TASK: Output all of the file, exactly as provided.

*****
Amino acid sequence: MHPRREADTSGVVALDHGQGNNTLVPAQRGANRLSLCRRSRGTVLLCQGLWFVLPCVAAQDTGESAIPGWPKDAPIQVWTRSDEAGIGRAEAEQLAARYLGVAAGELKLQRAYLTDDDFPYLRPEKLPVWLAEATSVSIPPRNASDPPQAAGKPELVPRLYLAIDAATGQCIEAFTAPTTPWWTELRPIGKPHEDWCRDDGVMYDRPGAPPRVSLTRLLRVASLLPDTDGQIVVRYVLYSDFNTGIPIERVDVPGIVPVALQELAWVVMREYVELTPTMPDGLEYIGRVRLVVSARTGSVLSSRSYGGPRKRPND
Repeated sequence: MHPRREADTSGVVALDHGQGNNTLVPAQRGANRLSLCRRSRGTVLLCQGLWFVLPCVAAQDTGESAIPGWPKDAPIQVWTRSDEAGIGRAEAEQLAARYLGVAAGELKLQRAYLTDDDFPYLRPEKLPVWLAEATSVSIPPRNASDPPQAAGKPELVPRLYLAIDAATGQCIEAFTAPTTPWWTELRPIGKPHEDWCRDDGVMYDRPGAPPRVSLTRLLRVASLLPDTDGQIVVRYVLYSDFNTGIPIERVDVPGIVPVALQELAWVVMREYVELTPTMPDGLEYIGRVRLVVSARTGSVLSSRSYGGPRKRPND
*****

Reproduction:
Amino acid sequence: MHPRREADTSGVVALDHGQGNNTLVPAQRGANRLSLCRRSRGTVLLCQGLWFVLPCVAAQDTGESAIPGWPKDAPIQVWTRSDEAGIGRAEAEQLAARYLGVAAGELKLQRAYLTDDDFPYLRPEKLPVWLAEATSVSIPPRNASDPPQAAGKPELVPRLYLAIDAATGQCIEAFTAPTTPWWTELRPIGKPHEDWCRDDGVMYDRPGAPPRVSLTRLLRVASLLPDTDGQIVVRYVLYSDFNTGIPIERVDVPGIVPVALQELAWVVMREYVELTPTMPDGLEYIGRVRLVVSARTGSVLSSRSYGGPRKRPND
Repeated sequence: MHPRREADTSGVVALDHGQGNNTLVPAQRGANRLSLCRRSRGTVLLCQGLWFVLPCVAAQDTGESAIPGWPKDAPIQVWTRSDEAGIGRAEAEQLAARYLGVAAGELKLQRAYLTDDDFPYLRPEKLPVWLAEATSVSIPPRNASDPPQAAGKPELVPRLYLAIDAATGQCIEAFTAPTTPWWTELRPIGKPHEDWCRDDGVMYDRPGAPPRVSLTRLLRVASLLPDTDGQIVVRYVLYSDFNTGIPIERVDVPGIVPVALQELAWVVMREYVELTPTMPDGLEYIGRVRLVVSARTGSVLSSRSYGGPRKRPND